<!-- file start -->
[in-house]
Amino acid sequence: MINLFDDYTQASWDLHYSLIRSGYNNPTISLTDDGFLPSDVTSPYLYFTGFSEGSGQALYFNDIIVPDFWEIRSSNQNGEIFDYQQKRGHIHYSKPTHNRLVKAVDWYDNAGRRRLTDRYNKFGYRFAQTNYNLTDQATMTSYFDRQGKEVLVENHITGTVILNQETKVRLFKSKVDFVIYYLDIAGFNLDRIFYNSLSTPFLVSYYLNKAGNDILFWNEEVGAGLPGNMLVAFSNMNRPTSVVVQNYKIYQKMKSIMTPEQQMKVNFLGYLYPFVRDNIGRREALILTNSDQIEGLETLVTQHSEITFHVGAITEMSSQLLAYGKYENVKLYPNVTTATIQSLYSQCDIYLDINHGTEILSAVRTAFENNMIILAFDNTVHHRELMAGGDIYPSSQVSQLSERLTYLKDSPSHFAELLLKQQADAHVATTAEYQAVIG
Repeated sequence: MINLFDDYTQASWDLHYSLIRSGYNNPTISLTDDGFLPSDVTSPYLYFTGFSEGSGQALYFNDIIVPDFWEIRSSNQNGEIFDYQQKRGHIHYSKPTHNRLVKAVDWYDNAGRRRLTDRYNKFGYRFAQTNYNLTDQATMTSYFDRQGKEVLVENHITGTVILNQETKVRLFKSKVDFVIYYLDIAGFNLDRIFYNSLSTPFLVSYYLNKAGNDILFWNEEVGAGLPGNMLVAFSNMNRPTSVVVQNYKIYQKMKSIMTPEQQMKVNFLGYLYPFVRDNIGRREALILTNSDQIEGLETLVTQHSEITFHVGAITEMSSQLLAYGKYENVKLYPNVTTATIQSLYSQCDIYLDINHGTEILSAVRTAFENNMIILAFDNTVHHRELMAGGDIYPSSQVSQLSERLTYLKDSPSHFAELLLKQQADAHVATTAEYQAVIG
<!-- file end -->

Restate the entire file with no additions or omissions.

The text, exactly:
[in-house]
Amino acid sequence: MINLFDDYTQASWDLHYSLIRSGYNNPTISLTDDGFLPSDVTSPYLYFTGFSEGSGQALYFNDIIVPDFWEIRSSNQNGEIFDYQQKRGHIHYSKPTHNRLVKAVDWYDNAGRRRLTDRYNKFGYRFAQTNYNLTDQATMTSYFDRQGKEVLVENHITGTVILNQETKVRLFKSKVDFVIYYLDIAGFNLDRIFYNSLSTPFLVSYYLNKAGNDILFWNEEVGAGLPGNMLVAFSNMNRPTSVVVQNYKIYQKMKSIMTPEQQMKVNFLGYLYPFVRDNIGRREALILTNSDQIEGLETLVTQHSEITFHVGAITEMSSQLLAYGKYENVKLYPNVTTATIQSLYSQCDIYLDINHGTEILSAVRTAFENNMIILAFDNTVHHRELMAGGDIYPSSQVSQLSERLTYLKDSPSHFAELLLKQQADAHVATTAEYQAVIG
Repeated sequence: MINLFDDYTQASWDLHYSLIRSGYNNPTISLTDDGFLPSDVTSPYLYFTGFSEGSGQALYFNDIIVPDFWEIRSSNQNGEIFDYQQKRGHIHYSKPTHNRLVKAVDWYDNAGRRRLTDRYNKFGYRFAQTNYNLTDQATMTSYFDRQGKEVLVENHITGTVILNQETKVRLFKSKVDFVIYYLDIAGFNLDRIFYNSLSTPFLVSYYLNKAGNDILFWNEEVGAGLPGNMLVAFSNMNRPTSVVVQNYKIYQKMKSIMTPEQQMKVNFLGYLYPFVRDNIGRREALILTNSDQIEGLETLVTQHSEITFHVGAITEMSSQLLAYGKYENVKLYPNVTTATIQSLYSQCDIYLDINHGTEILSAVRTAFENNMIILAFDNTVHHRELMAGGDIYPSSQVSQLSERLTYLKDSPSHFAELLLKQQADAHVATTAEYQAVIG